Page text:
To move my business to the next level, it was time to have a professional Web developer transform my site into a sleeker, user-friendly experience for my clients. But my goal in doing so was to avoid being sucker-punched when it came to cost and my ability to control my site once the design was done.
Two years ago, I hired a Web designer in Canada to design a user-friendly site which could be updated on a daily basis. The National Collegian, an online newspaper that had the aim of culling the top news stories from the nation’s campuses, launched in 2005. It was my first “Web baby” and I spent countless hours obsessing about the look and feel that I wanted.
Having a nearly two-decades long career in journalism, I had done layout and design for community papers and was excited about taking that challenge to the Internet. I had found the Web developer through a professional organization and figured that because of that relationship, she would be the perfect person to create my vision.
I asked for a hip, sleek site that I could update easily. What I got was a clunky site that I had to twist into a pretzel in order to update. I clocked four hours one night trying to figure out the system that had been designed for me at a cost of more than $2,000.
The Web designer’s answer to my dilemma was a $200-a-month maintenance contract in which I would e-mail my changes to her and she would update the site. Less than efficient, and hardly cost-effective. After a month, I took the site down and sucked up my financial losses.
In retrospect, I believe the mistakes made were two-fold. I was not able to articulate my requirements for the project – and she knew I didn’t know what the heck I was doing, hence the ability to take advantage to some extent.
It was a hard lesson to learn, but it wound up being a godsend when time came for me to hire a new developer for my site. Sometimes you have to fail in order to learn.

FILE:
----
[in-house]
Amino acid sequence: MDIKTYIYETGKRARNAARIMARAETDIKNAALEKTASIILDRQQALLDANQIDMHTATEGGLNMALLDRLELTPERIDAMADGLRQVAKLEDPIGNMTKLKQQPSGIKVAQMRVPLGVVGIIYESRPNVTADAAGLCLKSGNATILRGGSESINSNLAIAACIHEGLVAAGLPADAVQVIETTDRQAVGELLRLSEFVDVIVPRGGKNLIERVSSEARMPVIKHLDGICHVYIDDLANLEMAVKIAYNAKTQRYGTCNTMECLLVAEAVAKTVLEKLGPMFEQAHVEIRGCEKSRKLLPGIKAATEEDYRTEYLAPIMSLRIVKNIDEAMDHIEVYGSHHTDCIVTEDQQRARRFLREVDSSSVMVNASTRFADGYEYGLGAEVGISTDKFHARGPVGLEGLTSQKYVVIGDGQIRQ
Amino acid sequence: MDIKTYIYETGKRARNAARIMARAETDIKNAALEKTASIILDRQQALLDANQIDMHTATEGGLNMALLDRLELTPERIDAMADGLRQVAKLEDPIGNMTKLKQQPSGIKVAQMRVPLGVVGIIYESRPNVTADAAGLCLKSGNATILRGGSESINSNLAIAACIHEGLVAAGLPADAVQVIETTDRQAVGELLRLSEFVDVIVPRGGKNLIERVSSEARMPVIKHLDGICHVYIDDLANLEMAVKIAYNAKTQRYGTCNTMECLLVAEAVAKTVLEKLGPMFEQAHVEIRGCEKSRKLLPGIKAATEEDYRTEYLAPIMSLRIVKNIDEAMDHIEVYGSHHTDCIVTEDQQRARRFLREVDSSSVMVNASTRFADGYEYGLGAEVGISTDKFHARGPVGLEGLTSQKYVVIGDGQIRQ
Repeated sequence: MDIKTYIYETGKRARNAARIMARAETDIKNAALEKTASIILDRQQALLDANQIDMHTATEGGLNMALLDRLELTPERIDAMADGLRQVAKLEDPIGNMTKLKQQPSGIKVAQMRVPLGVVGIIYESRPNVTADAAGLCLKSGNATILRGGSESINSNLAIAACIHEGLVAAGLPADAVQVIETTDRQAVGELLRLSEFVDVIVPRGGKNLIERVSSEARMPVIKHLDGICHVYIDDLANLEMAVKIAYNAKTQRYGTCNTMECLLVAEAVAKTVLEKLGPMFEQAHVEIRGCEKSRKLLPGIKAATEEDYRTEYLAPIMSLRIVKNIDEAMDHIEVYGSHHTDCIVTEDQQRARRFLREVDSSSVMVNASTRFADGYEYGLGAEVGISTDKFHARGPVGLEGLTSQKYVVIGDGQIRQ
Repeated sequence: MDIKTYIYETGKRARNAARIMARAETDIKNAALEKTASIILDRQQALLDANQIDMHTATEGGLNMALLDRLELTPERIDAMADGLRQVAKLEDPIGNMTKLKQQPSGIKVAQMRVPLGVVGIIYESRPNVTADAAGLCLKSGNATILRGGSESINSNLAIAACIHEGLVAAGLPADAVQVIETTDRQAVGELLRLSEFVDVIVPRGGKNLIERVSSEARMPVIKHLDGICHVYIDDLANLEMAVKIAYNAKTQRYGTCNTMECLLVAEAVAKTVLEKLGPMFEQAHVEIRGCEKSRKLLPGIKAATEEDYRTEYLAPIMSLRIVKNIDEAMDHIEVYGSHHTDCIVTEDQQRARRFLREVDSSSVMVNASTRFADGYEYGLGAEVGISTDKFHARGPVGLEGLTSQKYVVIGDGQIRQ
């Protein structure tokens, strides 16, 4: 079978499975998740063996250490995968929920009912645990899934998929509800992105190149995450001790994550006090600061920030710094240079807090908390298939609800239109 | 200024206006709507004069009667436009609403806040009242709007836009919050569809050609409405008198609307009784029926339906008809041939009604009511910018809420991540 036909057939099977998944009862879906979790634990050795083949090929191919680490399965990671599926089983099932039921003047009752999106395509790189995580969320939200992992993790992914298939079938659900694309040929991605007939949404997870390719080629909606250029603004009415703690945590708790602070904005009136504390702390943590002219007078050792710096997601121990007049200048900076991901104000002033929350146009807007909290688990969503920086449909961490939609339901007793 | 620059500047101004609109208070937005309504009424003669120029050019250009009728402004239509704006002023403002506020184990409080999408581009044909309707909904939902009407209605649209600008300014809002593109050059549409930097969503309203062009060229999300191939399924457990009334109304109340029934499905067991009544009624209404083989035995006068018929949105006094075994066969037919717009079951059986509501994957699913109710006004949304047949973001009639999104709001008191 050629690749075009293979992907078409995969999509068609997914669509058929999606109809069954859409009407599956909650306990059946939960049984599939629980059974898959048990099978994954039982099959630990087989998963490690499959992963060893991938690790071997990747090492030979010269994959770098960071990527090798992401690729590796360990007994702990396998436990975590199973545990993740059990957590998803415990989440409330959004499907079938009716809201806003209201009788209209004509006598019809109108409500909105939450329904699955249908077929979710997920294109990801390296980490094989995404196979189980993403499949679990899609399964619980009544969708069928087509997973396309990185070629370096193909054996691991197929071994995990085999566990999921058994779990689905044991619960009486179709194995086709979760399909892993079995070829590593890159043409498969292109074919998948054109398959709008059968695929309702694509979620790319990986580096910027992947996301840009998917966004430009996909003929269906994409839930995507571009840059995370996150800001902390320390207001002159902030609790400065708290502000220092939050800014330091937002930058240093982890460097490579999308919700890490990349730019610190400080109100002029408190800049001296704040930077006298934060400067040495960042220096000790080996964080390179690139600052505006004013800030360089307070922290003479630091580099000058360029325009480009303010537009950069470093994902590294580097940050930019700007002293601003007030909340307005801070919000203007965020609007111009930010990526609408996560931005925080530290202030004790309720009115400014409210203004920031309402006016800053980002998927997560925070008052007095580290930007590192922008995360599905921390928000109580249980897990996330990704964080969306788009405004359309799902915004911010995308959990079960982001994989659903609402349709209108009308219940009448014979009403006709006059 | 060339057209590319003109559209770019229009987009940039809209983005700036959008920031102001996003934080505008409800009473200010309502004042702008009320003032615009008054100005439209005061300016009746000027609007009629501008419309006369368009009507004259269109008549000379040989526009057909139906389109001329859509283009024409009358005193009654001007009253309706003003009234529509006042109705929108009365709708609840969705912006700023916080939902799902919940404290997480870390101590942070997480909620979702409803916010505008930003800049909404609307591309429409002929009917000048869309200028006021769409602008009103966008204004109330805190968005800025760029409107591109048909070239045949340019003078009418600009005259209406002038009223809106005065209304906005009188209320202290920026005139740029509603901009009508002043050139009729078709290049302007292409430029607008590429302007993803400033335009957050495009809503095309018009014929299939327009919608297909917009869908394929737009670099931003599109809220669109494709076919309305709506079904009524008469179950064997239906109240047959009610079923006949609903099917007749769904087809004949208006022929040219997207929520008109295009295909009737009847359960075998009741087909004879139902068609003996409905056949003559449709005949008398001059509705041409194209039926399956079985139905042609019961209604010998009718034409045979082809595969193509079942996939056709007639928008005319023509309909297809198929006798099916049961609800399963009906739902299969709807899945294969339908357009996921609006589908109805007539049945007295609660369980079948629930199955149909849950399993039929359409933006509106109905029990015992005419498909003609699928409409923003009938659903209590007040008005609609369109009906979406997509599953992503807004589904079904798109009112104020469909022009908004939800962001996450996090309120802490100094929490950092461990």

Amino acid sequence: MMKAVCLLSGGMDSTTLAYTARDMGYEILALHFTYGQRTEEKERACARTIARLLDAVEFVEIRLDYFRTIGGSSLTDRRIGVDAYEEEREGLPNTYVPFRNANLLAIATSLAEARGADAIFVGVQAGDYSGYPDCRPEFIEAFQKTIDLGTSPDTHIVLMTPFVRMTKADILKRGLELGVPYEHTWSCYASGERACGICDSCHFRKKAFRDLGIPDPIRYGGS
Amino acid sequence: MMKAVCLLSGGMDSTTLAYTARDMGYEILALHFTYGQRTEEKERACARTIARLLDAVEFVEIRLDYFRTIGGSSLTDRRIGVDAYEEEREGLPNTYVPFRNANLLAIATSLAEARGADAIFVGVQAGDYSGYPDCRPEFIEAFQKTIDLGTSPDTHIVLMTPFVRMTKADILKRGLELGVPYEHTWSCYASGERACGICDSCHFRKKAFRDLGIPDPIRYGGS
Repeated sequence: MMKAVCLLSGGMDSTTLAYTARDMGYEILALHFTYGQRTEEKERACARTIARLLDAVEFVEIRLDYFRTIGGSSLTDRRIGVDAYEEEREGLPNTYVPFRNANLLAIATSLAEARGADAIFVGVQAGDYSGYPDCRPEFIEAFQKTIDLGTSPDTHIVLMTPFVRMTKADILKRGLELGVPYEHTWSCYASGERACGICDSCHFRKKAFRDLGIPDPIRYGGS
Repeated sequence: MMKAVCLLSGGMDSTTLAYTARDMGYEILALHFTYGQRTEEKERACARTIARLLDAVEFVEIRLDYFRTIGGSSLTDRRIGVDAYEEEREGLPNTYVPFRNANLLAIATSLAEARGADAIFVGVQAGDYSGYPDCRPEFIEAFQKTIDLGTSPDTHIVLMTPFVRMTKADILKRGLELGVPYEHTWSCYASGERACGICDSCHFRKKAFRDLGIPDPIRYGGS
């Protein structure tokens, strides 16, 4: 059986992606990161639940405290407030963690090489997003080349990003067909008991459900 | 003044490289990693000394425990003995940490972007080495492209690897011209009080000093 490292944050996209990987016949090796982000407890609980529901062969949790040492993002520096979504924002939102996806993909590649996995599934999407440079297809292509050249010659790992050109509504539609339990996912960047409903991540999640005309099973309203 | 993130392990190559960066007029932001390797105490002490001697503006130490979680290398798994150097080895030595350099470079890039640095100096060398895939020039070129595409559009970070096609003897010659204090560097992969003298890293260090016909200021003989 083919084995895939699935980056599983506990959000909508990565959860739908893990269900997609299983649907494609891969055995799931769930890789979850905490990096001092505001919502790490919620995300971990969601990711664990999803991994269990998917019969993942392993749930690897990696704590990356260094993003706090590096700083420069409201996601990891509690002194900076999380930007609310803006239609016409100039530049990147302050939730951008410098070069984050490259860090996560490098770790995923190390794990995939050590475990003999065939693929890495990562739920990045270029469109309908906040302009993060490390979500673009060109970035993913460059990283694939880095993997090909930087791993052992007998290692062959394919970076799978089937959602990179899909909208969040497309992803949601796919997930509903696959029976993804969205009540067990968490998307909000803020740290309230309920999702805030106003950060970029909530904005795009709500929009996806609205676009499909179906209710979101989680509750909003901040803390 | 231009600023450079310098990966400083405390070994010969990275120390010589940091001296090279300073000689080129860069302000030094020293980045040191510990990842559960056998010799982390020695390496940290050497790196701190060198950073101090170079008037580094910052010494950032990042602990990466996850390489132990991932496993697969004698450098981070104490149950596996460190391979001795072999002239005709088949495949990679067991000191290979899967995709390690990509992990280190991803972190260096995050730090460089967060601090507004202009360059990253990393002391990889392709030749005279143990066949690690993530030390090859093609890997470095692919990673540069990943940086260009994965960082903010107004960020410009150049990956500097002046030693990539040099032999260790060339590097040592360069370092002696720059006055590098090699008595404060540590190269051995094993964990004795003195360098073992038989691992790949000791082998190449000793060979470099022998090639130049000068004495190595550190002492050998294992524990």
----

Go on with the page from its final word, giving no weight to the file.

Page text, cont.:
A first lesson was learn what they are doing so I know what I need to have done. Not being an expert by any stretch, I decided to, at the very least, learn the basics.My initial site was created through a Web development site that allowed me to create my own Web site using pre-fabricated templates. It gave me a “do-it-yourself” lesson in content and design, and helped me articulate what I wanted and how I wanted my store presented to the world. It wasn’t perfect, but it was my vision.
I learned about stock photos, content, HTML code and e-commerce basics. I got lessons in domain names and Web hosting. I found out that not all such “do-it-yourself” sites are created equal. I had read about a local firm, FreeWebs.com and practiced putting a site online there at no cost, but the capabilities, of course, were limited, so I moved over to Homestead.com., where I found a home for my site for nearly a year.
It was functional and eye-catching, but I wanted more. I found a designer I could work with through a referral from a friend.
The first order of business was a conversation. I explained quite explicitly what I wanted and stressed that I had to have the ability to easily update my own site. That was not negotiable. I insisted on a contract with target dates and benchmarks. The new designer was a great listener and said quickly said none of my requests were unreasonable.
And so far, it’s been a totally different experience. The site so far is on track to being what I want for my clients – a user friendly online Bay experience, and what I want for me, easily updatable. I can’t wait to unveil it later this month.
So the lessons learned? Here they are:
1) Get a referral for Web developer who had done the type of work you need done.
2) Make a list of the specific requirements for your site. Draw a sketch of each page, if you have to. Determine what items are negotiable and what are not.
3) Have a conversation with the developer about each item on the list and listen to what they can reasonably do, and not do. Get cost estimates and decide where you want the money to go – a great-looking store front, for example, or a larger database.
4) Ask for target dates and bench marks for each phase of the project. Make sure they are specific and written into the contract.
5) And ask to see the work as it progresses so that you can re-direct a vision gone astray, or scale back a project that may be overly ambitious.